Last year in August, I was in Woodstock for the entire month to study with my teachers Sharon-ji and David-ji. The classes would start at 10am and end at 1pm, after which we would have a satsang to discuss certain topics, like an open forum for Q&As. One day there was someone famous in our class-- well, famous in the yoga world. It was MC Yogi, a musician who raps about yogic teachings like the yamas, the limbs of yoga, nonviolence, seeking the truth, being the change you want to see in the world etc. It was his birthday that day and he took Sharon-ji's class with us. And because it was his birthday, we sang him the maha mrtyunjaya mantra. He then put his hands together in front of his heart center, as we often do in yoga classes, and he made eye contact with each person in the room and said "I love you". It was a nice feeling, and it also confirmed my suspicions: yogis are weird. What "normal" person would tell strangers they have just met that they love them? In the safe and sacred space where we connect to each other as souls, love becomes normal. Loves becomes the default.
I wanted to share this story because in a clip I watched of Radhanath Swami, he said that the purpose of life is to love and to be loved. How beautiful. How simple. How divine. When we take in that the purpose of this life is to love and be loved, all our worries and anxieties and restlessness seem to fade into the background. Our petty disagreements seem not to matter in the big picture. Our relentless pursuit of material things seems to become irrelevant from this perspective. To love and to be loved-- an intention, a code for living with joy, the meaning of life itself.
In the book The Art of Loving by Erich Fromm, it is mentioned that if love were to include some but not all, then that is merely attachment. I think for many of us, it may start out with a feeling or a desire to protect someone and make them happy, and it could be a starting point to practice having this same affection towards more and more beings, including not only those within our immediate circle of family and friends, but also those who we may feel neutral towards, and eventually including even those whom we may perceive as being different from us or those whom we have conflicts with in some way. Love also includes the self. Whenever we say the words Lokah Samastah Sukhino Bhavantu (May all beings everywhere be happy and free), we should not forget about ourselves, that we too deserve that happiness and freedom, that we too must love ourselves. The kind of self-love we talk about is not narcissism or selfishness, for those are the complete opposite of love, those are defense mechanisms brought about by a lack of love. Self-love is acceptance. It is to love ourselves today for who we are, to love ourselves for who we once were, and to love ourselves for who we will become.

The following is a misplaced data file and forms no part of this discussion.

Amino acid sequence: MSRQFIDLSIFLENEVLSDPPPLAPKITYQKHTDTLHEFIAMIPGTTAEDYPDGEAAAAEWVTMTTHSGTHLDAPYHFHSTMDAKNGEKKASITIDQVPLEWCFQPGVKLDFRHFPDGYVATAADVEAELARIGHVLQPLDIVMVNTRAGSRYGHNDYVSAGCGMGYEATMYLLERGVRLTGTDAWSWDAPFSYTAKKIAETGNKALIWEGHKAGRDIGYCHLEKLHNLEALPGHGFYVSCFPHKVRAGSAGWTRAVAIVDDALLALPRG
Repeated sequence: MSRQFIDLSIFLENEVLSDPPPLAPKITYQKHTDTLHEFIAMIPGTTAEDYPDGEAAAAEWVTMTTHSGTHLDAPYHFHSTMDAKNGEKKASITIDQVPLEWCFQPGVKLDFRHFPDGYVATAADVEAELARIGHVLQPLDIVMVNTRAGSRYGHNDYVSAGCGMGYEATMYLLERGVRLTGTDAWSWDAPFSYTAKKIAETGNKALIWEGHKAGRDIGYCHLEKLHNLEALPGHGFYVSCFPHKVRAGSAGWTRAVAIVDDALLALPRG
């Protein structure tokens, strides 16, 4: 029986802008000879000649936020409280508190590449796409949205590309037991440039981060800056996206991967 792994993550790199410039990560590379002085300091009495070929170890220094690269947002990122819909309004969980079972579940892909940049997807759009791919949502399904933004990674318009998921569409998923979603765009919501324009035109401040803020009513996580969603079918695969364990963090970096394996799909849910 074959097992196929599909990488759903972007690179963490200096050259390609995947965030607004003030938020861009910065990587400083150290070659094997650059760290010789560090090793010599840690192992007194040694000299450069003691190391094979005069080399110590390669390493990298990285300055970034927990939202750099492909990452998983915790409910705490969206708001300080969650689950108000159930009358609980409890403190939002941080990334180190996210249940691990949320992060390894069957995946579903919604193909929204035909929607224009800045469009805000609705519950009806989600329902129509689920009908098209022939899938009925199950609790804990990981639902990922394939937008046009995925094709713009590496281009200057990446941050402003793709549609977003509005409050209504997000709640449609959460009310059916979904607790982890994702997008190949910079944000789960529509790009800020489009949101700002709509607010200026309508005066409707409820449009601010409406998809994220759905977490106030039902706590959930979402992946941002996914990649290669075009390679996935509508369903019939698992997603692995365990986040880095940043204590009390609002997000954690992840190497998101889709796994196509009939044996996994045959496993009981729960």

What is the meaning of life? It is a question that is big and daunting-- until we realize that the meaning of life is quite simply to love. The meaning of life is to love without condition and without exception and without discrimination. It is to love without the need to possess or control. It is to love not because we are receiving something in return but because we can, because it is our nature, because it is who we are, and so we will choose love every time.